Referring now to
Turning now to
The user component 74 manages input from a keyboard, mouse, and other input devices and output to the user interface (windows, icons, menus, and so on). The user component 74 also manages interaction with the sound driver, timer, and communications ports. The user component 74 uses an asynchronous input model for all input to the system and applications. As the various input devices generate interrupts, an interrupt handler converts the interrupts to messages and sends the messages to a raw input thread area, which, in turn, passes each message to the appropriate message queue. According to the actual embodiment of the invention described herein, each thread may have its own message queue.
In order to manage the output to the user interface, the user component 74 maintains a window manager 76. The window manager 76 comprises an executable software component for keeping track of visible windows and other viewable objects, and rendering these objects into video memory, such as that provided by a video adapter 48. The present invention may be implemented as a part of the window manager 74, or may be implemented in a manner so as to provide window manager 74 functionality through an API. Also, although the invention is described as implemented within the Microsoft Windows® 2000 operating system, those skilled in the art should appreciate that the present invention may be advantageously implemented within any operating system that utilizes a windowing graphical user interface.
Referring now to
Referring now to
The Routine 500 continues from block 502 to block 504, where the rendering surfaces are prepared. This may include clipping to a specified invalidation rectangle to help improve performance by reducing unnecessary painting. This process includes identifying the portion of the screen that needs to be redrawn and limiting the redraw to that portion of the screen. Preparing the rendering surface may also include initializing a translation size. This process comprises determining the portion of the window tree that needs to be redrawn. More particularly, this process includes calculating the appropriate node of the window tree at which to begin rendering. In this manner, only a portion of the window tree needs to be rendered. Preparing the rendering surface may also include setting up palettes and initializing transformation routines. The Routine 500 then continues from block 504 to block 506.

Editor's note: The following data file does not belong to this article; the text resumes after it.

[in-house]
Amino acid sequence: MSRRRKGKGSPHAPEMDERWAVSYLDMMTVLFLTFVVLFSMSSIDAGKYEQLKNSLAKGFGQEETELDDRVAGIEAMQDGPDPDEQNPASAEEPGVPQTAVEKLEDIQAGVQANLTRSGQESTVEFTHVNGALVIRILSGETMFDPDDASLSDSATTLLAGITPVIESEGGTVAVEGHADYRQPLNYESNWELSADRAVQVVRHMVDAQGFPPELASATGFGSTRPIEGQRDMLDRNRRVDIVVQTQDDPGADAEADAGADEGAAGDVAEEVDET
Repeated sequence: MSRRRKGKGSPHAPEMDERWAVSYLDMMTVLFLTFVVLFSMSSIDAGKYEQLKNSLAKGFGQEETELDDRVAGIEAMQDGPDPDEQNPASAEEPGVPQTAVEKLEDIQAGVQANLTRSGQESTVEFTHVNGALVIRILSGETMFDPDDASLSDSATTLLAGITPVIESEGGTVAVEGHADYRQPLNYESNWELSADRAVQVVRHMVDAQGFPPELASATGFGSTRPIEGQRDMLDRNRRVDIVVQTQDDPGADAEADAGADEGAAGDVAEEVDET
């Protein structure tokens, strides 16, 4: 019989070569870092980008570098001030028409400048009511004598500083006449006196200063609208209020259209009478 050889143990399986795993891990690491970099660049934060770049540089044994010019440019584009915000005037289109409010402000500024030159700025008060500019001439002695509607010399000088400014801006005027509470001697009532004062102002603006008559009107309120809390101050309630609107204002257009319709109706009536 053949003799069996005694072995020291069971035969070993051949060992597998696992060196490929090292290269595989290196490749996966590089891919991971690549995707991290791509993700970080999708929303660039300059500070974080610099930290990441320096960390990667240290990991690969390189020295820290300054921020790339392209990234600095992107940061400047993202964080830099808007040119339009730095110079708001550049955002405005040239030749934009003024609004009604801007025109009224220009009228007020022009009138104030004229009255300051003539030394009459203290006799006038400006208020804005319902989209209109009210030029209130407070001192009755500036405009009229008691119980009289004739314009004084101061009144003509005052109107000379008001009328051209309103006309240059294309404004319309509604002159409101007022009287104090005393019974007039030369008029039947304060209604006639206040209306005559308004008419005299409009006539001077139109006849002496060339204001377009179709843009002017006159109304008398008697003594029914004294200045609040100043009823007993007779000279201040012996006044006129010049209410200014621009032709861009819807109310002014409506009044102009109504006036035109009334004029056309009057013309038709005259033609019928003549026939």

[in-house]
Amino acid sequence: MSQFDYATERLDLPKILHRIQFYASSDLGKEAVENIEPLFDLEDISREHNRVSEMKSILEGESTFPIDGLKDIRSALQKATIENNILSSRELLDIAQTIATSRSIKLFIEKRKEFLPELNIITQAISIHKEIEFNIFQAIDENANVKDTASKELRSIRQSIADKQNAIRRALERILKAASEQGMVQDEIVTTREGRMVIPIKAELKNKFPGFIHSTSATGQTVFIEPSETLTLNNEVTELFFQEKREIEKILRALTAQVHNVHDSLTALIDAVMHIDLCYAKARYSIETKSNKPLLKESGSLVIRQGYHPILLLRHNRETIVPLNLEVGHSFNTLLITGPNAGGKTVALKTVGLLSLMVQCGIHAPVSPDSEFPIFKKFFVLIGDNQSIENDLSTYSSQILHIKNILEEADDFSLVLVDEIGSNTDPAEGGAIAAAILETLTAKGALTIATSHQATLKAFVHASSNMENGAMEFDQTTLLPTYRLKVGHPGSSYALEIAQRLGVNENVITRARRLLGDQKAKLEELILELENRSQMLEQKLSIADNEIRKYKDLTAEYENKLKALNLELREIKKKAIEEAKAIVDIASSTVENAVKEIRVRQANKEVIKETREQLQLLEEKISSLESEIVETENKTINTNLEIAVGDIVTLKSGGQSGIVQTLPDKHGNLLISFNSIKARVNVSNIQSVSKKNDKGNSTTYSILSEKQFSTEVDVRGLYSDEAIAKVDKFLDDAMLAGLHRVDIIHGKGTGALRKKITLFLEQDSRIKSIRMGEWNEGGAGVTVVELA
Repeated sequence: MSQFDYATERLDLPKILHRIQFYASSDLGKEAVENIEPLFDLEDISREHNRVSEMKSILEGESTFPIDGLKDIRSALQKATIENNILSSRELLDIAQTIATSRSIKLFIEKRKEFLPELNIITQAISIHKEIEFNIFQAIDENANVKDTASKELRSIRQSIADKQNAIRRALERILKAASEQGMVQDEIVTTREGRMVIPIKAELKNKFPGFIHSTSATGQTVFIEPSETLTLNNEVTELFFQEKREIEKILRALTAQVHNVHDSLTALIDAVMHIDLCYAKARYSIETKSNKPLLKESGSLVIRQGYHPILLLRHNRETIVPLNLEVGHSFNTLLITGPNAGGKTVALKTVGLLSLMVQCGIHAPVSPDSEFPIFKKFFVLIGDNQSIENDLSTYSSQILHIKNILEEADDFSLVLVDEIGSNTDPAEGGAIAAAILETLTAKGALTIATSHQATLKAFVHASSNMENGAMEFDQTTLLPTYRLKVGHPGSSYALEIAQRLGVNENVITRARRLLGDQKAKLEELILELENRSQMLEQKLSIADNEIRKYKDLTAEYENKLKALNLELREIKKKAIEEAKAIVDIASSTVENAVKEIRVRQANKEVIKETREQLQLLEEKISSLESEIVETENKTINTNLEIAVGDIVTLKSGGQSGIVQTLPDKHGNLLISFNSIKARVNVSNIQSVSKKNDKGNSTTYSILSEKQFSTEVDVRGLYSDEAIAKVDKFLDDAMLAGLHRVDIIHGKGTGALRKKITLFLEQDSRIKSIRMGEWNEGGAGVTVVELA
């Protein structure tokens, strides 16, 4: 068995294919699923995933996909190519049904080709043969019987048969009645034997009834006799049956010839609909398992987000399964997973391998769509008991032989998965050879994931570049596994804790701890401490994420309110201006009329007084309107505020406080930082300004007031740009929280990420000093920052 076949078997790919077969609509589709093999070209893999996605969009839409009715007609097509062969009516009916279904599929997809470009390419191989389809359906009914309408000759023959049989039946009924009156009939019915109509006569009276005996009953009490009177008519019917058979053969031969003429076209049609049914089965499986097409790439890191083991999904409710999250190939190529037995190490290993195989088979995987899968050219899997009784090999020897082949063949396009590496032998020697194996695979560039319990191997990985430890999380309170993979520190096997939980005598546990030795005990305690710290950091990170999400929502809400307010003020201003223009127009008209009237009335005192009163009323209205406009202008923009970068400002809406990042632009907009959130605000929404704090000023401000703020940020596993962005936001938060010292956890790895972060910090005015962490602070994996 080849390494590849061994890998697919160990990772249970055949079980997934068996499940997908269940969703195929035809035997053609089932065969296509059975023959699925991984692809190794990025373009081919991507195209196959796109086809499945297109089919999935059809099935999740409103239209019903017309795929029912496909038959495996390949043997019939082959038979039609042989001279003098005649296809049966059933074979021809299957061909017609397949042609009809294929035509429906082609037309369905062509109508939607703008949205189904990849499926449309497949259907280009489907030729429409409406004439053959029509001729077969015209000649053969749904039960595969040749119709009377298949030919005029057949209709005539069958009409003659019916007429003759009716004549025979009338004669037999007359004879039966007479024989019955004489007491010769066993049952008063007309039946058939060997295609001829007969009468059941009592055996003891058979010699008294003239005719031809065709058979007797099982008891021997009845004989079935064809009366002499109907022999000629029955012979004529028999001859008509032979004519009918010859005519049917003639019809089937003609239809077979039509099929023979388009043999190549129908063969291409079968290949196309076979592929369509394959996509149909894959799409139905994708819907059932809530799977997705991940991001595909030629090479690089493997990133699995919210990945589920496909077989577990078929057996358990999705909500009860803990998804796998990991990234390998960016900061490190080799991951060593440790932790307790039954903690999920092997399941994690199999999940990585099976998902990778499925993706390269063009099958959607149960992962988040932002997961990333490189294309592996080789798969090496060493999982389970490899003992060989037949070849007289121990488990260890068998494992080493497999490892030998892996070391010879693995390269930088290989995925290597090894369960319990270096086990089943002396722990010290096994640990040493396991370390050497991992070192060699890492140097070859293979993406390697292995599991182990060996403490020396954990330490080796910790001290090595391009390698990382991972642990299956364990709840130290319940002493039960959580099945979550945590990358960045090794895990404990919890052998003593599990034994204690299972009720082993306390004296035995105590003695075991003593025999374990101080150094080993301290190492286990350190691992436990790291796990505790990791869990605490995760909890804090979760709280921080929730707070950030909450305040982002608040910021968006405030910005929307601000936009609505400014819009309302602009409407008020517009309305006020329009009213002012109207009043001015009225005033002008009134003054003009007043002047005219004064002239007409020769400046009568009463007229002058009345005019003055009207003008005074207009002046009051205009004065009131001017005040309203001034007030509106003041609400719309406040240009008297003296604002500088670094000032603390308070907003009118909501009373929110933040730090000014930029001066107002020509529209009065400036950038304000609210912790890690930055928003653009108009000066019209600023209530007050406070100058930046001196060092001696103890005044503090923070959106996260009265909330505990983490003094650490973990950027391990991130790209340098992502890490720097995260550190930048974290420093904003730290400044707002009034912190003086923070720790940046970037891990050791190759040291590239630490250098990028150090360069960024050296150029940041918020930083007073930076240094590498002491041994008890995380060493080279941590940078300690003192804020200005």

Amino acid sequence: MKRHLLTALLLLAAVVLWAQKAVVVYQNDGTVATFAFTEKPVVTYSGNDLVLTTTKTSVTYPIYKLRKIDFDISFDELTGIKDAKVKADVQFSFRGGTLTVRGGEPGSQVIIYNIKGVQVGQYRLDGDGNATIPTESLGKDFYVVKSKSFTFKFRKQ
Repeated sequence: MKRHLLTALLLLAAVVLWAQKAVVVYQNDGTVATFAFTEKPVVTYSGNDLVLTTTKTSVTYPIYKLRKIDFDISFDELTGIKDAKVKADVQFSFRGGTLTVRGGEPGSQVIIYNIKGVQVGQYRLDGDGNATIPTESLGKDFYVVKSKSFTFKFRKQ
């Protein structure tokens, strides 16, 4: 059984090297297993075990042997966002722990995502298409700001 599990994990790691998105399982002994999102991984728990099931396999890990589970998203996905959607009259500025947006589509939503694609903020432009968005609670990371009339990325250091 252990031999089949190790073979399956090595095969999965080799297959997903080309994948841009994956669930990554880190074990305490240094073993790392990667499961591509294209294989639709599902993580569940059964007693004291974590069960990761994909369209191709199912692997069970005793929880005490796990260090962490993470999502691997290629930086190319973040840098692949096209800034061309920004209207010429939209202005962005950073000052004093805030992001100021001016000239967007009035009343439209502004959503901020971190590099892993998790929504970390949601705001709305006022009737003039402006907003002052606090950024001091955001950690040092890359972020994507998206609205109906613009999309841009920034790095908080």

At block 506, the Routine 500 determines whether invisible controls, or Visual Gadgets, should be drawn. If, at block 506, it is determined that invisible Gadgets are to be drawn, the Routine 500 branches to block 508, where the Gadgets are made visible. The Routine 500 then continues to block 510. If, at block 506, it is determined that invisible Gadgets are not to be drawn, the Routine 500 continues from block 506 to block 510. At block 510, the Routine 500 calls the DRAW_FULL routine. The DRAW_FULL routine is recursively called for each node to render the sub-tree to the given surface. The DRAW_FULL routine will be described below with respect to FIG. 6.
From block 510, the Routine 500 continues to block 512, where the visible state of the Visual Gadgets is restored. Routine 500 then continues from block 512 to block 514, where a clean-up procedure takes place that may include releasing unused memory, etc. The Routine 500 then continues to block 516, where it ends.
Referring now to